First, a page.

Providing multiple antennas on a vehicle can provide additional benefits by determining an attitude of the vehicle from the GNSS ranging signals received by its antennas, which are constrained on the vehicle at a predetermined spacing. For example, high dynamic roll compensation signals can be output directly to the vehicle steering using GNSS-derived attitude information. Components such as gyroscopes and accelerometers can be eliminated using such techniques. Real-time kinematic (RTK) navigation can be accomplished using relatively economical single frequency L1-only receivers with inputs from at least two antennas mounted in fixed relation on a rover vehicle. Still further, moving baselines can be provided for positioning solutions involving tractors and implements and multi-vehicle GNSS control can be provided.
Providing additional antennas in combination with standard SATPS and GNSS guidance, as mentioned above, along with optional gyroscopes is an effective method to increase GNSS positioning precision and accuracy, such as is described in U.S. Patent Publication No. 2009/0164067, which is assigned to a common assignee and is incorporated herein. However, accuracy and precision can only improve the efficiency of working vehicles, such as those in the agricultural field, to a limited extent. Although such systems are able to track and guide vehicles in three dimensions, including along ridges and sloped-regions, errors may appear in other aspects of a working vehicle. For example, in an agricultural field-working situation where a tractor is towing an implement, the implement may slide on a sloped-region, or the tractor may list to one side or another when entering softer soil or rocky areas. This can happen repeatedly when a vehicle is guided around the same field, regardless of the precision of the guidance system in pre-planning a path. Thus, a system that can detect such changes in uniformity of a field as the vehicle traverses a path and remember those changes can predict and re-route a more accurate and more economical path than a guidance system alone. Heretofore there has not been available a system and method with the advantages and features of the present invention.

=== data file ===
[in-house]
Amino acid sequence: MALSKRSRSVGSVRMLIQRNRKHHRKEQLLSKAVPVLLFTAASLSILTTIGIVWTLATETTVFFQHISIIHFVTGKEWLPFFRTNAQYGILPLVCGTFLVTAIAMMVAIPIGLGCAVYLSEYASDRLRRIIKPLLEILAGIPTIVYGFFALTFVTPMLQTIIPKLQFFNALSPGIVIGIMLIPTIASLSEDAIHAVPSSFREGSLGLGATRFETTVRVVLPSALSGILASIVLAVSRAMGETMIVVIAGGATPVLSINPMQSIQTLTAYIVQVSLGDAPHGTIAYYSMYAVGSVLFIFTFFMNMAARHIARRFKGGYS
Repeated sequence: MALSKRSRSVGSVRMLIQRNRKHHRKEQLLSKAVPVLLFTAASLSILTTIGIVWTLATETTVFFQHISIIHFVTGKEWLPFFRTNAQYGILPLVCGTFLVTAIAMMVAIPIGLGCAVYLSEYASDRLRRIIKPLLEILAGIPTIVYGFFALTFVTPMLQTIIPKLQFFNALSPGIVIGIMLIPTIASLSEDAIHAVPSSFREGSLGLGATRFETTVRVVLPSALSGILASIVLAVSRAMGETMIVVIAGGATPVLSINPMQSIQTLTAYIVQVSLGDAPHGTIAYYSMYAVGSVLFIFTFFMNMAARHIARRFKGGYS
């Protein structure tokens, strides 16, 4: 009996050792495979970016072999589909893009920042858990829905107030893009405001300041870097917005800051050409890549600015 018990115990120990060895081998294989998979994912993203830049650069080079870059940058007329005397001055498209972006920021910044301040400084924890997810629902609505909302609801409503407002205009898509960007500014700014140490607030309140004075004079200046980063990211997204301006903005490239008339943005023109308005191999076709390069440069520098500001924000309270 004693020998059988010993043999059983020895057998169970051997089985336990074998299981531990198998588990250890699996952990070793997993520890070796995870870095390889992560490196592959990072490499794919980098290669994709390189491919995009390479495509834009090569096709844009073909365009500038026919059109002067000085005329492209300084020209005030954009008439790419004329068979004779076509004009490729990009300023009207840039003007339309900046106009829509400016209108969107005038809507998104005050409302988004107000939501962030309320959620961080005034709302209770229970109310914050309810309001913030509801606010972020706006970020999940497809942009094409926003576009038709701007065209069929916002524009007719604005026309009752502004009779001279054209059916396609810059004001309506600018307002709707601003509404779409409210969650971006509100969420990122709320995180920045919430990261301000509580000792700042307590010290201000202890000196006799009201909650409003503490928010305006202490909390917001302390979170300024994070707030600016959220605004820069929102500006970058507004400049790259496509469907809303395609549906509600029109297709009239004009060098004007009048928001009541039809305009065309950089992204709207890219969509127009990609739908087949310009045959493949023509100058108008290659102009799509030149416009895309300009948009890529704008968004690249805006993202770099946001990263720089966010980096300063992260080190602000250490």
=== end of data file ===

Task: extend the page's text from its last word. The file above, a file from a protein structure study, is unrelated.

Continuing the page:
- SUMMARY OF THE INVENTION
Conventional agricultural spraying operations are carried out over an entire field, everywhere the crop is planted. In contrast, environmental spraying allows the spraying of certain materials which require restrictions in the area of deposition due to potential toxicity or strength. The restrictions can include the distance from waterways and slope of the ground which can affect run-off and concentrations of deposits.
BRIEF DESCRIPTION OF THE DRAWINGS